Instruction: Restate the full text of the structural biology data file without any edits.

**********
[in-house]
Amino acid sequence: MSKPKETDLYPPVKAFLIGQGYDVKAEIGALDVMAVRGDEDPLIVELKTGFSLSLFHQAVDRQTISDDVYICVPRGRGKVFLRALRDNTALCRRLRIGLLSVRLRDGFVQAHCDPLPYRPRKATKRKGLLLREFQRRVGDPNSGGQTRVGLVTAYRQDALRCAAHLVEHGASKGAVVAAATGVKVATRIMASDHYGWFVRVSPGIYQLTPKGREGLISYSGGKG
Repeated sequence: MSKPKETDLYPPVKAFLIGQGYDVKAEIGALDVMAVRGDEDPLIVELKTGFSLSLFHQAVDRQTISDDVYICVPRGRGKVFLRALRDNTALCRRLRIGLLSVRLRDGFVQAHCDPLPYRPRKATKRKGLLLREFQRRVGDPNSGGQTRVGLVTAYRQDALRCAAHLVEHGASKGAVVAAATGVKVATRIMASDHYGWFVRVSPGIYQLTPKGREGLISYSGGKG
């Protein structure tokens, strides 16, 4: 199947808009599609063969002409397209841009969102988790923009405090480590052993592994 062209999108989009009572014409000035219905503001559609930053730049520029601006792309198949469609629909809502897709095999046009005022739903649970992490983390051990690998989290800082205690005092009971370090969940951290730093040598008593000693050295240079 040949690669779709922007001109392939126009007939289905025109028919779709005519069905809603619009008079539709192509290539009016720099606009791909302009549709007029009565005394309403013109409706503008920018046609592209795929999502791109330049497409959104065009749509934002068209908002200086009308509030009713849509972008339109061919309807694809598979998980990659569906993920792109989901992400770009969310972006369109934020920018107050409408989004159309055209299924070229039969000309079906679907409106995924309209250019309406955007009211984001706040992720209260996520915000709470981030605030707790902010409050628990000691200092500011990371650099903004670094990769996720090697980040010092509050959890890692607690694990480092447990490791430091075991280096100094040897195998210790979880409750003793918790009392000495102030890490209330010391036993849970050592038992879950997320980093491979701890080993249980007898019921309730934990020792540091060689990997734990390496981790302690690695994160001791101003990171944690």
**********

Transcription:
[in-house]
Amino acid sequence: MSKPKETDLYPPVKAFLIGQGYDVKAEIGALDVMAVRGDEDPLIVELKTGFSLSLFHQAVDRQTISDDVYICVPRGRGKVFLRALRDNTALCRRLRIGLLSVRLRDGFVQAHCDPLPYRPRKATKRKGLLLREFQRRVGDPNSGGQTRVGLVTAYRQDALRCAAHLVEHGASKGAVVAAATGVKVATRIMASDHYGWFVRVSPGIYQLTPKGREGLISYSGGKG
Repeated sequence: MSKPKETDLYPPVKAFLIGQGYDVKAEIGALDVMAVRGDEDPLIVELKTGFSLSLFHQAVDRQTISDDVYICVPRGRGKVFLRALRDNTALCRRLRIGLLSVRLRDGFVQAHCDPLPYRPRKATKRKGLLLREFQRRVGDPNSGGQTRVGLVTAYRQDALRCAAHLVEHGASKGAVVAAATGVKVATRIMASDHYGWFVRVSPGIYQLTPKGREGLISYSGGKG
């Protein structure tokens, strides 16, 4: 199947808009599609063969002409397209841009969102988790923009405090480590052993592994 062209999108989009009572014409000035219905503001559609930053730049520029601006792309198949469609629909809502897709095999046009005022739903649970992490983390051990690998989290800082205690005092009971370090969940951290730093040598008593000693050295240079 040949690669779709922007001109392939126009007939289905025109028919779709005519069905809603619009008079539709192509290539009016720099606009791909302009549709007029009565005394309403013109409706503008920018046609592209795929999502791109330049497409959104065009749509934002068209908002200086009308509030009713849509972008339109061919309807694809598979998980990659569906993920792109989901992400770009969310972006369109934020920018107050409408989004159309055209299924070229039969000309079906679907409106995924309209250019309406955007009211984001706040992720209260996520915000709470981030605030707790902010409050628990000691200092500011990371650099903004670094990769996720090697980040010092509050959890890692607690694990480092447990490791430091075991280096100094040897195998210790979880409750003793918790009392000495102030890490209330010391036993849970050592038992879950997320980093491979701890080993249980007898019921309730934990020792540091060689990997734990390496981790302690690695994160001791101003990171944690």